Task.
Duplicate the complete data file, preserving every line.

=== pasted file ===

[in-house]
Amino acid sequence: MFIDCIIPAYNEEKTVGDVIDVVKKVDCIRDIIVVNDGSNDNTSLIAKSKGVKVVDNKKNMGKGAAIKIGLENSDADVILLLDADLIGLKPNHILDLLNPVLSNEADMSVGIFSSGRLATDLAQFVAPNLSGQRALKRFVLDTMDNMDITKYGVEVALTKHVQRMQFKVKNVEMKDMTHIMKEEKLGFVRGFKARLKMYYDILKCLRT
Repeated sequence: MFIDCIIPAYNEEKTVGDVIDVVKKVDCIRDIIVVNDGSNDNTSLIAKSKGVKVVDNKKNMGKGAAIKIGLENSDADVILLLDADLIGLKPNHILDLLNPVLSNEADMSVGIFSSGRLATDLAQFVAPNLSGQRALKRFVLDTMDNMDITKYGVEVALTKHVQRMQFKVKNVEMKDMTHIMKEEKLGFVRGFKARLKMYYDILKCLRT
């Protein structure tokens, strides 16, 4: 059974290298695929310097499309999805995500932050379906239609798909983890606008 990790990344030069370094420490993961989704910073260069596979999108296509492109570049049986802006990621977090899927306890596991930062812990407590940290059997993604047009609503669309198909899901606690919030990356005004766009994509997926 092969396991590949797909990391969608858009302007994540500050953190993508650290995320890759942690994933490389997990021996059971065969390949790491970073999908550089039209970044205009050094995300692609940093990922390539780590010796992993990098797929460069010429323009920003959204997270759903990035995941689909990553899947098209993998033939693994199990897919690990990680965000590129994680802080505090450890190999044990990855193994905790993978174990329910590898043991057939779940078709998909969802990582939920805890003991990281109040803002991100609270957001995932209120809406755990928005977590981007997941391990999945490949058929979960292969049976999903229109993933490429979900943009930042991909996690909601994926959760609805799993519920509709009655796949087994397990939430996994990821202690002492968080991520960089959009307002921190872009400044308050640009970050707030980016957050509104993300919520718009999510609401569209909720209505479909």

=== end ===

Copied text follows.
[in-house]
Amino acid sequence: MFIDCIIPAYNEEKTVGDVIDVVKKVDCIRDIIVVNDGSNDNTSLIAKSKGVKVVDNKKNMGKGAAIKIGLENSDADVILLLDADLIGLKPNHILDLLNPVLSNEADMSVGIFSSGRLATDLAQFVAPNLSGQRALKRFVLDTMDNMDITKYGVEVALTKHVQRMQFKVKNVEMKDMTHIMKEEKLGFVRGFKARLKMYYDILKCLRT
Repeated sequence: MFIDCIIPAYNEEKTVGDVIDVVKKVDCIRDIIVVNDGSNDNTSLIAKSKGVKVVDNKKNMGKGAAIKIGLENSDADVILLLDADLIGLKPNHILDLLNPVLSNEADMSVGIFSSGRLATDLAQFVAPNLSGQRALKRFVLDTMDNMDITKYGVEVALTKHVQRMQFKVKNVEMKDMTHIMKEEKLGFVRGFKARLKMYYDILKCLRT
């Protein structure tokens, strides 16, 4: 059974290298695929310097499309999805995500932050379906239609798909983890606008 990790990344030069370094420490993961989704910073260069596979999108296509492109570049049986802006990621977090899927306890596991930062812990407590940290059997993604047009609503669309198909899901606690919030990356005004766009994509997926 092969396991590949797909990391969608858009302007994540500050953190993508650290995320890759942690994933490389997990021996059971065969390949790491970073999908550089039209970044205009050094995300692609940093990922390539780590010796992993990098797929460069010429323009920003959204997270759903990035995941689909990553899947098209993998033939693994199990897919690990990680965000590129994680802080505090450890190999044990990855193994905790993978174990329910590898043991057939779940078709998909969802990582939920805890003991990281109040803002991100609270957001995932209120809406755990928005977590981007997941391990999945490949058929979960292969049976999903229109993933490429979900943009930042991909996690909601994926959760609805799993519920509709009655796949087994397990939430996994990821202690002492968080991520960089959009307002921190872009400044308050640009970050707030980016957050509104993300919520718009999510609401569209909720209505479909």